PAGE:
(Fig. 75) Keystone View Company, Meadville, Pennsylvania 1895-1960: General View of Mounting Department. This was the last and the largest of the American stereographic manufacturers. Their mounts were heavy, curved cardboard. This view seems ca. 1906 1914.

Wheatstone also invented the concertina, the electric Wheatstone bridge, and the revolving mirror used for the measurement of the speed of light. Since 1832 was some seven years before the invention of photography, his first stereoscope was an optical curiosity used with carefully made pairs of drawings, but for a few years after 1839 (until Brewster's invention spread) it was used to view stereo daguerreotypes. Wheatstone also proposed the name "stereoscope" for the device.

In the early 1840's Sir David Brewster, a renowned British optical scientist, invented an improved form of the stereoscope in which a combination of simple lenses and prisms compressed the optical spacing and magnified the images. The magnifying lenses of about 8 inch focus were spaced about 2-1/2 inches apart like human eyes. The prisms, thicker at the outer edges and cemented to, or ground integrally with the lenses, bent the light rays coming from the stereograph so they emerged parallel for a short distance and 2-1/2 inches apart. This permitted ordinary eyes to merge images having an optical spacing of 3-1/4 inches on the stereograph. Brewster's invention was demonstrated at the 1851 International Exposition in London and admired by Queen Victoria.

A rather elaborate stereoscope manufactured by Smith, Beck & Beck of London before 1859 employed achromatic lenses of the Brewster type and would also have been available to view Hart's stereographs. A selection of these viewers is shown in (fig. 75). The term "stereopticon" which means a stereo projection device, like a pair of magic lanterns, is frequently used incorrectly as being synonymous with "stereoscope."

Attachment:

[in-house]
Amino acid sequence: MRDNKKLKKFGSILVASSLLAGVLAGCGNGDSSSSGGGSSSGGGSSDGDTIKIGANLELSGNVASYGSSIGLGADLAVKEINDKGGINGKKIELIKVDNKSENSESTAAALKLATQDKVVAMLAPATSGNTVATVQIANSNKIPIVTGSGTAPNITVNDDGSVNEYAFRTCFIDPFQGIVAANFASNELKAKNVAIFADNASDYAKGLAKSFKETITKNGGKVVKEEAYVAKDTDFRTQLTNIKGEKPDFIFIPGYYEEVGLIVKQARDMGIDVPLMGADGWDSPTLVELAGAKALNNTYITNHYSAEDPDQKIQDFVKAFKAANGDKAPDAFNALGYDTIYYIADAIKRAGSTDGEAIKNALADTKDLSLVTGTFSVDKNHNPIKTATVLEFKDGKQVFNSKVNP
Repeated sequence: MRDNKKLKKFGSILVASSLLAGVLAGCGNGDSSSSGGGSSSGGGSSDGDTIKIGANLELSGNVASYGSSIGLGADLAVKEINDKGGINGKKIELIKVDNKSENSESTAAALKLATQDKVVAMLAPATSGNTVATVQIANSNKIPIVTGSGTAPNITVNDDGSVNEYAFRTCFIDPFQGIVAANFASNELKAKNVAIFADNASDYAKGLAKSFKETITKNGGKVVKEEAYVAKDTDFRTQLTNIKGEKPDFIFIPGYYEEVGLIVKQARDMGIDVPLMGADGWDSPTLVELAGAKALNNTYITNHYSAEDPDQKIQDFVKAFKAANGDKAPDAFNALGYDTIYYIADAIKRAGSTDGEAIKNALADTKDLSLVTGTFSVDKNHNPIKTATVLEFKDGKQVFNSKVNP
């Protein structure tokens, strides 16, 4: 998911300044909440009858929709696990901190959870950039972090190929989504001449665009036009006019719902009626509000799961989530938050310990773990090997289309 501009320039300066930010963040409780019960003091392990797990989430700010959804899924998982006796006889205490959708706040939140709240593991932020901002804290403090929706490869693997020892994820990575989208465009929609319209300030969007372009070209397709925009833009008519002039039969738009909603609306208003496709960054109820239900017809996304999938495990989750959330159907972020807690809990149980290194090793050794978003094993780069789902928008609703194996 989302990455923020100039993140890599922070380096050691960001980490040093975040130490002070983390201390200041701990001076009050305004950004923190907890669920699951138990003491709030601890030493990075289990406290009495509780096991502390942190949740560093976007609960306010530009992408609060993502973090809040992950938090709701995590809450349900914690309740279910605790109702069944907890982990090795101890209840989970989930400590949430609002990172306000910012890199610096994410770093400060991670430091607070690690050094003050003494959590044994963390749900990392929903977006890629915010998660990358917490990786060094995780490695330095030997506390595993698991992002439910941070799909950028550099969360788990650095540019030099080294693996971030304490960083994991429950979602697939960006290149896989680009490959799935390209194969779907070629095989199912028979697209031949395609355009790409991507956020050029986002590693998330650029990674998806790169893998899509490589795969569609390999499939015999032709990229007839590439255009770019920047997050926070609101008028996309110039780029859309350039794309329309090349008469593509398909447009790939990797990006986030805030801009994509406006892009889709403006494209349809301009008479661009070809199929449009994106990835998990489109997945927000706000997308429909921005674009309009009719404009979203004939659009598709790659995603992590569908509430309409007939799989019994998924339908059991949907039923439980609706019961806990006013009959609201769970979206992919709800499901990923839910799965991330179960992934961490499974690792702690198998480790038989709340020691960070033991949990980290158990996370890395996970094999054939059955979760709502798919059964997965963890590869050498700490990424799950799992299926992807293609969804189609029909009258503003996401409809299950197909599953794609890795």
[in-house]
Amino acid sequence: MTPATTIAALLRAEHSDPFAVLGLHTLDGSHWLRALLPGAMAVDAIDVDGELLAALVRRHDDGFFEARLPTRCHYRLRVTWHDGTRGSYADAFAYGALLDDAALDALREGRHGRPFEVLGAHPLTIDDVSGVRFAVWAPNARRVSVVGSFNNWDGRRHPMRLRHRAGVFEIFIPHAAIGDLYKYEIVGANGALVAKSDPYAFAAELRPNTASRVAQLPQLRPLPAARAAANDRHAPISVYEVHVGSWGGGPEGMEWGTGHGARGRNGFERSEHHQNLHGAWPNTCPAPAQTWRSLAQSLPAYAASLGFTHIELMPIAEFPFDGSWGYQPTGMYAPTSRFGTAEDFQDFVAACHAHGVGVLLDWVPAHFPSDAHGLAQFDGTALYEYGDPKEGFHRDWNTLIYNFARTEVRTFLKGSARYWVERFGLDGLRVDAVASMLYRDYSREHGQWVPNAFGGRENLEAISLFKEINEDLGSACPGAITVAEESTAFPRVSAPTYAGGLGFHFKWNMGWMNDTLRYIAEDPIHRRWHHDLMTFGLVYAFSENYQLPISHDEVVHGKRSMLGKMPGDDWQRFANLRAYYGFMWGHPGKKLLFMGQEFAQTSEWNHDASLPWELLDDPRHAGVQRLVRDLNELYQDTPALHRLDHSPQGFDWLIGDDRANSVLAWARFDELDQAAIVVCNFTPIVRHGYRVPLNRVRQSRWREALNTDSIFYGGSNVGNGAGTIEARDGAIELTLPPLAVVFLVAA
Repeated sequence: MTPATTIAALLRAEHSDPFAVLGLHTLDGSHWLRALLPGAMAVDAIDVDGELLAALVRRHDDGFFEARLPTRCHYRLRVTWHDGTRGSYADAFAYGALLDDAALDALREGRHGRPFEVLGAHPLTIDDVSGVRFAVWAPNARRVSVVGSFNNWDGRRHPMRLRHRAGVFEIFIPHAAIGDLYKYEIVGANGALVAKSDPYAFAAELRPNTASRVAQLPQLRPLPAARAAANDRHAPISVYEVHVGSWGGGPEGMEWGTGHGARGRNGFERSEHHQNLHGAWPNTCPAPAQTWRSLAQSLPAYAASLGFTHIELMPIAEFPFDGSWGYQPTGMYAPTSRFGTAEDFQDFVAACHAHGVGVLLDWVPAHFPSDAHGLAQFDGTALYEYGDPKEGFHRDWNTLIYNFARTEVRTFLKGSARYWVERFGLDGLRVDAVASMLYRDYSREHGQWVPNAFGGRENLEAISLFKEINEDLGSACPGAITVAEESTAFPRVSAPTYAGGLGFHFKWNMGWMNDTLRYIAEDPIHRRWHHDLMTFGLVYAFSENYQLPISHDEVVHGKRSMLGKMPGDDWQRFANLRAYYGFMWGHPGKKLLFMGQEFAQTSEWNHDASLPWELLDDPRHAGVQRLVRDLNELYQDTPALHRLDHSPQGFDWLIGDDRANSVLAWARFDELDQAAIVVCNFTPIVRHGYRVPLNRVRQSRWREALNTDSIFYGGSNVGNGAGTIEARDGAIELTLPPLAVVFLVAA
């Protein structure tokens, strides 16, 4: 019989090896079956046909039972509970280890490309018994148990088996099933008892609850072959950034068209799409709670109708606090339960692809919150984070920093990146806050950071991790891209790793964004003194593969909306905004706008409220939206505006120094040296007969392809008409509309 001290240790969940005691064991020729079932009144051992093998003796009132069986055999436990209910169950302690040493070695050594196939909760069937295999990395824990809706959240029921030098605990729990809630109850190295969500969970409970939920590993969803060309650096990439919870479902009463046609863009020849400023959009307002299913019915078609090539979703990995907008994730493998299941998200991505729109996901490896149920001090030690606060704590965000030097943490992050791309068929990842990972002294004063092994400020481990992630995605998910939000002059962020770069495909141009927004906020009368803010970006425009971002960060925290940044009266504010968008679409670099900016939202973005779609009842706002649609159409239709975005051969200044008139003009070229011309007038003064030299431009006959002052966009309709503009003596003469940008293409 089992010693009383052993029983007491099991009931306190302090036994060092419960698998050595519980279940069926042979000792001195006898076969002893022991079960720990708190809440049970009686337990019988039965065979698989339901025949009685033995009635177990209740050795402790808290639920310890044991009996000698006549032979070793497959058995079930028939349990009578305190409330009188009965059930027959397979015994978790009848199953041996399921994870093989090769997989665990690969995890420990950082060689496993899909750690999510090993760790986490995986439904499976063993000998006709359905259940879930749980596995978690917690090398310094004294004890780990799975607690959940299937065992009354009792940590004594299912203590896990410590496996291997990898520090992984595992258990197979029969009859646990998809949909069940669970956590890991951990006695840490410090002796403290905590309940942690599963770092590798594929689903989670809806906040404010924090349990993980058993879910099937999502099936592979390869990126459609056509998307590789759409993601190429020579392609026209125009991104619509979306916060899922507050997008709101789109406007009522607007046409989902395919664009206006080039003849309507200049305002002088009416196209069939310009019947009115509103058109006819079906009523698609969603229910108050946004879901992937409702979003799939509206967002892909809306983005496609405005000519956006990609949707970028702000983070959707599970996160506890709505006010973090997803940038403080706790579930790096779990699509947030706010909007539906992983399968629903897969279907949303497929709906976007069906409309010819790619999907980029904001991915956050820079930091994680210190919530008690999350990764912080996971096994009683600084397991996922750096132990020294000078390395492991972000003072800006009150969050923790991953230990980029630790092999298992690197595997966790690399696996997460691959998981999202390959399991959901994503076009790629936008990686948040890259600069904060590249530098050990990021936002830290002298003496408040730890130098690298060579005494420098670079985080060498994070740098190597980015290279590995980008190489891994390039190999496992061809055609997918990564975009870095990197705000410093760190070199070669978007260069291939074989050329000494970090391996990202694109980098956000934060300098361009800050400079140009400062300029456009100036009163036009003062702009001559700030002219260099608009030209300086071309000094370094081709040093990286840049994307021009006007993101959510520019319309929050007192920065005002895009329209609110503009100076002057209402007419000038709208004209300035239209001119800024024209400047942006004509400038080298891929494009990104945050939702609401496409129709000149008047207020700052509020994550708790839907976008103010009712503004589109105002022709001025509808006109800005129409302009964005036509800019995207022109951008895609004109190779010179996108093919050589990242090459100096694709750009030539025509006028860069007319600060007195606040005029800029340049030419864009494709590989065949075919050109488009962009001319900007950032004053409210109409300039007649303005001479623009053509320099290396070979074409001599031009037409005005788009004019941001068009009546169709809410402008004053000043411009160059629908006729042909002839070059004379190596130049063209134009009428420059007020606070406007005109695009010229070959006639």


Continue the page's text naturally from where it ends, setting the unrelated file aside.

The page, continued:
In the United States a viewer using Brewster lenses was perfected in 1860 by Oliver Wendell Holmes (1809 1894) in cooperation with Joseph Bates, a Boston photographer. It was easier to use and cheaper to make than the Brewster stereoscopes and survived almost unchanged well into the twentieth century. All these viewers were required because, with ordinary vision, optical spacing larger than 2 inches could not be merged into a single three-dimensional image, and if held to this restraint only pairs of tiny images each about 2 inches wide could be used. In addition to widening the allowable optical spacing by means of prisms, these viewers also included magnifying lenses to bring out the detail of the relatively small images.

The optical spacing of the mounted images can be measured by getting the horizontal distance from an object in one image, say a flag pole or tree, to the same object in the other image. If the reader decides to check this on a stereo card, it will also be noted that this optical spacing is less for close objects than for those in a distant background.